Silas Walton (@A_Collected_Man) is the founder of A Collected Man, an online platform based in London, selling rare watches around the world. Silas loves beautiful watches, well-made clothes, and the inside of a Cessna 152 at 10,000 feet.
Hi Silas, what’s your daily watch and why?
During the working week I wear a vintage Patek Philippe 3940G. I have relatively slim wrists, love Perpetual Calendars and am fascinated by anything powered by a Micro-Rotor movement, so it’s a natural fit.
So, what else is in your collection? Have you got a favourite?
I’ve sold a lot of my earlier pieces, but I love wearing the new Omega Speedmaster ’57 in my downtime, and I’ve recently taken delivery of a Laurent Ferrier Micro-Rotor. It’s definitely competing with the 3940G for wrist-time.
What do you look for, in terms of criteria, when buying a watch?
I’m very grounded when it comes to buying watches. I’ve learnt that I’ve often regretted previous, impulsive decisions, so, first, I make sure I really, genuinely want the watch. I ask myself if it truly fits my taste. My watch is the only important accessory that I wear on a daily basis. It has to fit me in a suit, in jeans, at a formal event, over dinner with friends. I have to know that when I look down at my wrist that my watch will always bring a smile to my face.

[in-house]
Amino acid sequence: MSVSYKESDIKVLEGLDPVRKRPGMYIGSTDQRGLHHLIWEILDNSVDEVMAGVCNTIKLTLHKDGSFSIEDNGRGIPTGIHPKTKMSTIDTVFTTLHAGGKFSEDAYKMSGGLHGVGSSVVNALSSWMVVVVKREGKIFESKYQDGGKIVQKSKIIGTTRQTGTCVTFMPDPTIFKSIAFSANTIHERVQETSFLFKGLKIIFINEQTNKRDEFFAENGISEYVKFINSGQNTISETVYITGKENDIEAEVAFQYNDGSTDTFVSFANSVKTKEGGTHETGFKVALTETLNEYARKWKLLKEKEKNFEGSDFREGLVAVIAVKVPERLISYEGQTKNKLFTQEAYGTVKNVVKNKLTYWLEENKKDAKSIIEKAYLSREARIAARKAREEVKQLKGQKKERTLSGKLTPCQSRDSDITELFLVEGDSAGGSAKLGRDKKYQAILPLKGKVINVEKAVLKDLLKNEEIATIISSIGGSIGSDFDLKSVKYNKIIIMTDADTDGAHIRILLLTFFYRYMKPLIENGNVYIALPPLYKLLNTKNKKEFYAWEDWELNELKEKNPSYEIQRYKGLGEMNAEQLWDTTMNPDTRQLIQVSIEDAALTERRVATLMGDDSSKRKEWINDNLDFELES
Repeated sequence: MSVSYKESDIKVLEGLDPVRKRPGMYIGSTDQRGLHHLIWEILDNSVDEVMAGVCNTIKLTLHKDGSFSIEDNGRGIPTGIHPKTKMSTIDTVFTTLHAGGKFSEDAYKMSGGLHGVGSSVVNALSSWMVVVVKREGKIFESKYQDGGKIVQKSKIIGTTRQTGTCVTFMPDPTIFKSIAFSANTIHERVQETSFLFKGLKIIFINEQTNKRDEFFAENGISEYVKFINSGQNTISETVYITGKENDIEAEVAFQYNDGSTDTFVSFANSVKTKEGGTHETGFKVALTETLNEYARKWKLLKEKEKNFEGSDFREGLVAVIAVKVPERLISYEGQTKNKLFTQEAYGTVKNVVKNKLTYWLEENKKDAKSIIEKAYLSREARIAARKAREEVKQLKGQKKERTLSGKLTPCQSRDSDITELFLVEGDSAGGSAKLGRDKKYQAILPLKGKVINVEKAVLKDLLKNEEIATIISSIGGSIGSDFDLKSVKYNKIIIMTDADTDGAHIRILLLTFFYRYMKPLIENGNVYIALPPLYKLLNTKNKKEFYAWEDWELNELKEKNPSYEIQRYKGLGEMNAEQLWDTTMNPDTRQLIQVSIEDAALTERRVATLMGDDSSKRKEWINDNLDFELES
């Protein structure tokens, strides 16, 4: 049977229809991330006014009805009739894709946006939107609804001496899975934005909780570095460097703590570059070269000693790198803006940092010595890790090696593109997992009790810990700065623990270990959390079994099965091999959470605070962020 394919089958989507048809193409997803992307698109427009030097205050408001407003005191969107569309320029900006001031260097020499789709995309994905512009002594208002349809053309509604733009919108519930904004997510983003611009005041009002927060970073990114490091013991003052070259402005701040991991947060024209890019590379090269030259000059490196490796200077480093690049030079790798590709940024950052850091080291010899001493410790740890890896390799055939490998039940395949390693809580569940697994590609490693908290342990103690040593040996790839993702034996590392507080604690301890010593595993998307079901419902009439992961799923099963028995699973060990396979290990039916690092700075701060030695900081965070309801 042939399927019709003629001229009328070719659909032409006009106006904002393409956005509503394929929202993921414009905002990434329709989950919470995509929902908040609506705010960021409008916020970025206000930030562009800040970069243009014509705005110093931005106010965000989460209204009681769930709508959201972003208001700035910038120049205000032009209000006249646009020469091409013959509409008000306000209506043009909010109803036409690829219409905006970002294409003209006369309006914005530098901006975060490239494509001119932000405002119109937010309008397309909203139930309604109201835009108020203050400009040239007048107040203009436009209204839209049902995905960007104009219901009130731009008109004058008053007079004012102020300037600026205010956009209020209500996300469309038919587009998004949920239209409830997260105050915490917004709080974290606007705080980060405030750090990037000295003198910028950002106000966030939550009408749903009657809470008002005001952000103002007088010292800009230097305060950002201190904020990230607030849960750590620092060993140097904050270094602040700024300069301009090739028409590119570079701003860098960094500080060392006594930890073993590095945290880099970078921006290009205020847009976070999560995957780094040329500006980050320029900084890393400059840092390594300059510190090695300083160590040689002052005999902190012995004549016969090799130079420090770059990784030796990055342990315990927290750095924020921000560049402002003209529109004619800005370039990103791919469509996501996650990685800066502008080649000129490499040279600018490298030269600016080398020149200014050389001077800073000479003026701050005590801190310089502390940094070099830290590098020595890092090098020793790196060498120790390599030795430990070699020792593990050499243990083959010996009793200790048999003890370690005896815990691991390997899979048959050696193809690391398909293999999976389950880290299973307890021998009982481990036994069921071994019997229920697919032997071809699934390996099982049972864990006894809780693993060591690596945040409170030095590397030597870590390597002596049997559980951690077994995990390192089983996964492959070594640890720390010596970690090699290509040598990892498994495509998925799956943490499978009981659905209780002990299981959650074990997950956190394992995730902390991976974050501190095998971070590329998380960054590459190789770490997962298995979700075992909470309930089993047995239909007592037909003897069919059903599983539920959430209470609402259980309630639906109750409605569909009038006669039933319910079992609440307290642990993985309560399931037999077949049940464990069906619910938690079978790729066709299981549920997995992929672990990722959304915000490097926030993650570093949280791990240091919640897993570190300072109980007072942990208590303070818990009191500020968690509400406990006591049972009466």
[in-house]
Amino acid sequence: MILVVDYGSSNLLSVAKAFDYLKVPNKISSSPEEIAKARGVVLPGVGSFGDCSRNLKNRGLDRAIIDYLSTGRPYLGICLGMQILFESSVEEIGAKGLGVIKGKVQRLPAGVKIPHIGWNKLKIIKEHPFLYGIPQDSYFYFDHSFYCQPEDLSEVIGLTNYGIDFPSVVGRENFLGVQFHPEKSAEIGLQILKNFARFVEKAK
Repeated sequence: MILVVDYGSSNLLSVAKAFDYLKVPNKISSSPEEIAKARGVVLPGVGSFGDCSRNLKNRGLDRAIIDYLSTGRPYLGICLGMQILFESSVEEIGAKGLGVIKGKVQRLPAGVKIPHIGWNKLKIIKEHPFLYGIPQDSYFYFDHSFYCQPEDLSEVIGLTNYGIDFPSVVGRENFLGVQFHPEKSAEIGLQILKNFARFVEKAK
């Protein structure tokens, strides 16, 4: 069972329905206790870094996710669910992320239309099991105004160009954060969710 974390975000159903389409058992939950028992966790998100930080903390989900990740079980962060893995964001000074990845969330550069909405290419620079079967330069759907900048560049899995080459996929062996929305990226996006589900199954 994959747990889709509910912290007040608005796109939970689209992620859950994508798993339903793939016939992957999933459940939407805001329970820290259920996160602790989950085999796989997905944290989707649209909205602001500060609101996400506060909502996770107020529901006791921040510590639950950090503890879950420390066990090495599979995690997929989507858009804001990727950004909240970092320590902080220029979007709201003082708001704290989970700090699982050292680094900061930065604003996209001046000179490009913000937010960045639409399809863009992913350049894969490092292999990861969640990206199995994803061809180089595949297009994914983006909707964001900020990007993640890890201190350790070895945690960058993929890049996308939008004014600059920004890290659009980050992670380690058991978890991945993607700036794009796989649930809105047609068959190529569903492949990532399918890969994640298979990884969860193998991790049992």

Naturally, I also ask myself if it will make a decent investment. The right watches are, in some ways, the perfect way to save money. Most of the pieces I’ve bought, I know will (on average) beat the market in terms of return, and are a lot more liquid than most other tangible investments.
Lastly, I think back to the words Aurel Bacs told me when we met for a recent interview. Speaking about the emotional connection to watches, he said, “It’s as close as it can be to you. It goes with you into the most intimate of moments: your meetings, your dates, your bedroom. It sleeps next to you, it travels with you. It’s an extraordinary companion. It’s everything, it’s aesthetics, it’s emotion, it’s design, it’s life.” I very much feel the same way, but it took me a while to get there. So these days it inevitably takes me a long time to make a decision, but once I’ve made it, I rarely have regrets.
Tell us about A COLLECTED MAN – what is your mission?
We love vintage watches, but our main passion is in supporting independent brands. We were the first platform to ever be endorsed by watchmakers like Roger Smith, Kari Voutilainen, Philippe Dufour or Laurent Ferrier, to help bring order to their pre-owned market. We’re also partnered with AkriviA and Urban Jürgensen for the sale of new pieces. We get approached by lots of amazing, independent brands for new collaborations, but we prefer to concentrate on a few, for whom we can genuinely help tell their incredible story. After all, it’s exceptionally impressive when a small team, generally built on the reputation of one watchmaker, is able to build a brand around fantastically well-made and original timepieces. The probabilities of success are infinitely small, but when they get through it — often with next to no outside funding — what they make takes on a special meaning. That’s what excites us.